The story appears on

Page A12

May 25, 2020

GET this page in PDF

Free for subscribers

View shopping cart

Related News

Home » Feature

Going metrosexual with grooming products

After exfoliating his face and buffing his nails, Lakshay Narula crossed another grooming frontier — applying hair removal cream to his chest and with it, upending India’s rigid gender norms.

Inspired by Bollywood actors and cricket superstars, Indian men are spending like never before on grooming products and subverting macho stereotypes that have long defined ideas of masculinity in this patriarchal country.

“I spend 15 minutes on my hair alone, and a day prior to shoots, I exfoliate my face and use traditional herbal face packs,” Mumbai-based television anchor Narula said. “Hair removal cream did not seem like a radical step. It felt fantastic. It’s time to drop the idea of men grooming themselves only to impress women. I am a man and am doing it for myself to feel confident.”

From charcoal face scrubs to beard oils to tinted moisturizers, Indian startups are hoping to capture the attention of appearance-conscious professionals like Narula.

With one in four Indians owning a smartphone — the majority of them male — social media is a key battleground for pushing products that challenge symbols of masculinity from an earlier era, like the 1990s Bollywood action hero covered in sweat and grime.

Today, the movies are more likely to feature stars who never have a hair out of place, even as they deploy flying kicks to beat up bad guys. Promoting styling gel, as Bollywood star Ranveer Singh has done, is a natural next step.

Veet, a Canadian brand owned by British giant Reckitt Benckiser, turned to heartthrob Kartik Aaryan to endorse its hair removal cream to more adventurous customers.

Popular actor Ayushmann Khurrana even bought a stake in beauty startup, The Man Company (TMC), whose competitors have recruited social media influencers for endorsements.

But creating a market for previously unheard of products often requires extra effort.

“When we launched a charcoal peel-off mask, we made explainer videos” for men unfamiliar with the product, TMC founder Hitesh Dhingra said.

The firm also uses Instagram to encourage customers to share selfies with their products.

The model seems to be working — Narula says the same friends who earlier mocked his skincare regimen are now asking him for product recommendations. Even the coronavirus pandemic hasn’t deterred Narula, who says he is taking advantage of closed hair salons during the lockdown to try new hairdos for video conferences and work calls.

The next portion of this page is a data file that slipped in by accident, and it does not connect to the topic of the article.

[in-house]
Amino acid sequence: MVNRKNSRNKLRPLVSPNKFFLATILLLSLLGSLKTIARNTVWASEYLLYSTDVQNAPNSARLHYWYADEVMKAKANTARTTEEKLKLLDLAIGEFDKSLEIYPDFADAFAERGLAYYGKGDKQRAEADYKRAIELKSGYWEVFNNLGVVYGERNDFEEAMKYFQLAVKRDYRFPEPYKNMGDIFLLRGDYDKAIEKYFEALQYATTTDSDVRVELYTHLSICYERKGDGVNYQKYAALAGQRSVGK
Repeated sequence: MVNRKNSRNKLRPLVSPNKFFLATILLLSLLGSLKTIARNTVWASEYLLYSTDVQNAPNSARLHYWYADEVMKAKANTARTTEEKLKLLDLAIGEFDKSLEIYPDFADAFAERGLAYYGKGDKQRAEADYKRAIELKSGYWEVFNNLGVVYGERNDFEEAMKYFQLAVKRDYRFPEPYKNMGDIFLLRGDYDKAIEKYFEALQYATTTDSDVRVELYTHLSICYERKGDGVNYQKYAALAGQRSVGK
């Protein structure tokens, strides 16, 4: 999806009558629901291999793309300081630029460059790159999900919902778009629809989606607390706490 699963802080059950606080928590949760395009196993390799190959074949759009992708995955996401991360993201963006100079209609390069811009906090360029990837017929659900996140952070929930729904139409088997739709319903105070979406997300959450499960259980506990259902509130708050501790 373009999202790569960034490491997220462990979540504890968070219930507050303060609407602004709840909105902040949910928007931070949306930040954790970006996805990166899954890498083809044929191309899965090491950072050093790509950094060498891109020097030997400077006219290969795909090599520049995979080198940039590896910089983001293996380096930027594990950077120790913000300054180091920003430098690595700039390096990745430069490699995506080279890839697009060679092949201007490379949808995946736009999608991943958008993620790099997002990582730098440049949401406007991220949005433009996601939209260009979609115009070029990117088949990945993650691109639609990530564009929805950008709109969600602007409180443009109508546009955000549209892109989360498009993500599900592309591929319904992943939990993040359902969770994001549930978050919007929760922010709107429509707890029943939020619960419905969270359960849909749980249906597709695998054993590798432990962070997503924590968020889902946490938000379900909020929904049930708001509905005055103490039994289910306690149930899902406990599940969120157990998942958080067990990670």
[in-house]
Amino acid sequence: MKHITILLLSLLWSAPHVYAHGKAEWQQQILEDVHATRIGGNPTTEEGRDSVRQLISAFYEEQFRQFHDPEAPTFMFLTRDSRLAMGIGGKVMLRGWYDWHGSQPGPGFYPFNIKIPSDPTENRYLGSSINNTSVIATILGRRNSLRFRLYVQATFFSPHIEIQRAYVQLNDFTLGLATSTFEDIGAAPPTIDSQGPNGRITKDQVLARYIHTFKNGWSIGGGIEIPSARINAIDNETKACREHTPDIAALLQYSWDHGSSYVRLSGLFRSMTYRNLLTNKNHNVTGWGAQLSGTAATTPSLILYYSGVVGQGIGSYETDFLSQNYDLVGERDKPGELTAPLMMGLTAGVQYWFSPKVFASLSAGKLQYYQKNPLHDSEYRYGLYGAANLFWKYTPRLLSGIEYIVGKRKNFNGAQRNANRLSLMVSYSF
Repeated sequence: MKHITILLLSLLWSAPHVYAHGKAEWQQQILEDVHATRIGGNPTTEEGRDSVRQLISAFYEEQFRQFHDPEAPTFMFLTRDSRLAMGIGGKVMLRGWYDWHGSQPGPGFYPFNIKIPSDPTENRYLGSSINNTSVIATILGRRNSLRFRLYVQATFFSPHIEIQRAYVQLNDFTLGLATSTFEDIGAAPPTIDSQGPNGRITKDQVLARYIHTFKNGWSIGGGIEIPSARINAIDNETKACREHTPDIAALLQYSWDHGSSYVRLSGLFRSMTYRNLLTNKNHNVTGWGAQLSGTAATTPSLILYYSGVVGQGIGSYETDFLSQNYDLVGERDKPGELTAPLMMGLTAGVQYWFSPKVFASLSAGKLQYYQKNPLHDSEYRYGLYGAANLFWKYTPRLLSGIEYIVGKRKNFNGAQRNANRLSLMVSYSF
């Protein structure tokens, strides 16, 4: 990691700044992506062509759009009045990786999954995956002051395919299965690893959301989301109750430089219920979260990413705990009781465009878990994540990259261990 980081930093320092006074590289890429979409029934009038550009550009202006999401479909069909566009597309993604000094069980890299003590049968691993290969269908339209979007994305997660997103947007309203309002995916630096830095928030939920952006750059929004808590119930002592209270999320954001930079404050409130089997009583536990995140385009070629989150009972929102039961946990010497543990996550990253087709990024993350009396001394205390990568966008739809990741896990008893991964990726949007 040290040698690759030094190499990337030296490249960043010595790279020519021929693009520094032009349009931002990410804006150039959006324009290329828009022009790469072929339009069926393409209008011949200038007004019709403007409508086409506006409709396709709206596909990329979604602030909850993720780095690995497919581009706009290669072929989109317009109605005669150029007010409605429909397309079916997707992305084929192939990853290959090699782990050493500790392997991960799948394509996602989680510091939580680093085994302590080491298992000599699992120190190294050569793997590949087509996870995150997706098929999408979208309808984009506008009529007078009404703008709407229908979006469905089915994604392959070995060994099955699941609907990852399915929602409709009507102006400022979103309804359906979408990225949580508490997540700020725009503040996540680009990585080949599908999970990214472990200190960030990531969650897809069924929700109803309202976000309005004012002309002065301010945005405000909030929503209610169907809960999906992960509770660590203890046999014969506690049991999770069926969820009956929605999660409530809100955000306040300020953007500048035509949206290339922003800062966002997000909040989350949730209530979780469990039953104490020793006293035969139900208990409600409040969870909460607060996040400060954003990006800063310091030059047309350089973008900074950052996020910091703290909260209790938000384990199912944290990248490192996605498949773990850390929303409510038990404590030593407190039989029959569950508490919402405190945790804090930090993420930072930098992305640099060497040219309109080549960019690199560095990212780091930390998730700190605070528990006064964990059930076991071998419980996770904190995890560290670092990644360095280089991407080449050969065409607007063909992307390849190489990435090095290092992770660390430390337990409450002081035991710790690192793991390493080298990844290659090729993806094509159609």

As well as giving him confidence when he goes live on Instagram, “the whole process is very therapeutic given rising stress levels,” he said.

According to research firm EuroMonitor International, India’s male grooming industry grew 10 percent between 2017 and 2018, with sales topping 100 billion rupees (US$1.4 billion).

Traditional consumer giants are also jumping on the bandwagon by investing in grooming startups.

India’s Emami Group conglomerate purchased a 30 percent stake in TMC, while Colgate-Palmolive and Mumbai-based Marico Limited both own stakes in rival startups Bombay Shaving Company and Beardo.

N. Chandramouli, chief of brand insights agency TRA Research, said large firms are supporting startups instead of trying to market their own products “because they feel these smaller players have a sense of intimacy with the consumer.”

“A lot of brands are now speaking directly to men,” said Che Kurrien, editor of GQ India. “So exposure levels are very high, and it’s very hard not to be influenced.”

With prices starting at 150 rupees (US$2) for face wash, the products are relatively affordable, and even self-described “low-maintenance” men — those who follow a soap-and-shave routine — have switched gears.

“Grooming helps men land better jobs, have better romantic prospects or get access to nightclubs,” said Mumbai-based communications executive Suraj Balakrishnan whose regimen includes oils for his beard, body and hair. “When you look good, you tend to feel good. Looking well-groomed and well-dressed gives you an edge.”

Savvy entrepreneurs have also latched onto the trend by launching beauty salons targeting men and offering services from facials to manicures to waxing.

Unlike their corporate counterparts, niche grooming brands are not shy about tackling controversial issues.

A TMC social media campaign for Valentine’s Day featured a gay couple, a man applying lipstick, and a father looking into a mirror as he struggles with body image issues.

The campaign garnered 16,000 likes on Instagram — with users applauding the company for shooting down toxic masculinity norms.

Like South Korea and Japan, which boast thriving markets for male beauty products, India’s grooming industry exists against the backdrop of a notoriously sexist culture.

Many wonder whether the changes it posits are merely skin deep.

“We are still in the throes of change,” said Balakrishnan. “Grooming physically does not mean you’re shifting lifelong attitudes completely. Transition takes time.”


Copyright © 1999- Shanghai Daily. All rights reserved.Preferably viewed with Internet Explorer 8 or newer browsers.

沪公网安备 31010602000204号

Email this to your friend